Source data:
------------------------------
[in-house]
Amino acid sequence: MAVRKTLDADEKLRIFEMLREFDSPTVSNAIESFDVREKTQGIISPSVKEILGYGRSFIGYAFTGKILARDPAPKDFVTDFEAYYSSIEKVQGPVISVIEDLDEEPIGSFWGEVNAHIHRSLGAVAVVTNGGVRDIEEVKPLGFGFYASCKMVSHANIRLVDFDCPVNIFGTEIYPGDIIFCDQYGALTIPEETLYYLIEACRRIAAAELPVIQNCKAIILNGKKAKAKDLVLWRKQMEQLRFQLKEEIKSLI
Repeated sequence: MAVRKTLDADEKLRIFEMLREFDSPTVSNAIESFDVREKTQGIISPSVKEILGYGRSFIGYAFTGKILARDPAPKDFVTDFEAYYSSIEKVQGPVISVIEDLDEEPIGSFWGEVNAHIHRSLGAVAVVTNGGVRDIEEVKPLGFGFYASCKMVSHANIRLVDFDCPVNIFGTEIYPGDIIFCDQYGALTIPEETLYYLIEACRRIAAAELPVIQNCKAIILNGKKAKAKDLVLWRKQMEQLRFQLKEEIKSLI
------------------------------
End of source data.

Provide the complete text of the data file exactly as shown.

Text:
[in-house]
Amino acid sequence: MAVRKTLDADEKLRIFEMLREFDSPTVSNAIESFDVREKTQGIISPSVKEILGYGRSFIGYAFTGKILARDPAPKDFVTDFEAYYSSIEKVQGPVISVIEDLDEEPIGSFWGEVNAHIHRSLGAVAVVTNGGVRDIEEVKPLGFGFYASCKMVSHANIRLVDFDCPVNIFGTEIYPGDIIFCDQYGALTIPEETLYYLIEACRRIAAAELPVIQNCKAIILNGKKAKAKDLVLWRKQMEQLRFQLKEEIKSLI
Repeated sequence: MAVRKTLDADEKLRIFEMLREFDSPTVSNAIESFDVREKTQGIISPSVKEILGYGRSFIGYAFTGKILARDPAPKDFVTDFEAYYSSIEKVQGPVISVIEDLDEEPIGSFWGEVNAHIHRSLGAVAVVTNGGVRDIEEVKPLGFGFYASCKMVSHANIRLVDFDCPVNIFGTEIYPGDIIFCDQYGALTIPEETLYYLIEACRRIAAAELPVIQNCKAIILNGKKAKAKDLVLWRKQMEQLRFQLKEEIKSLI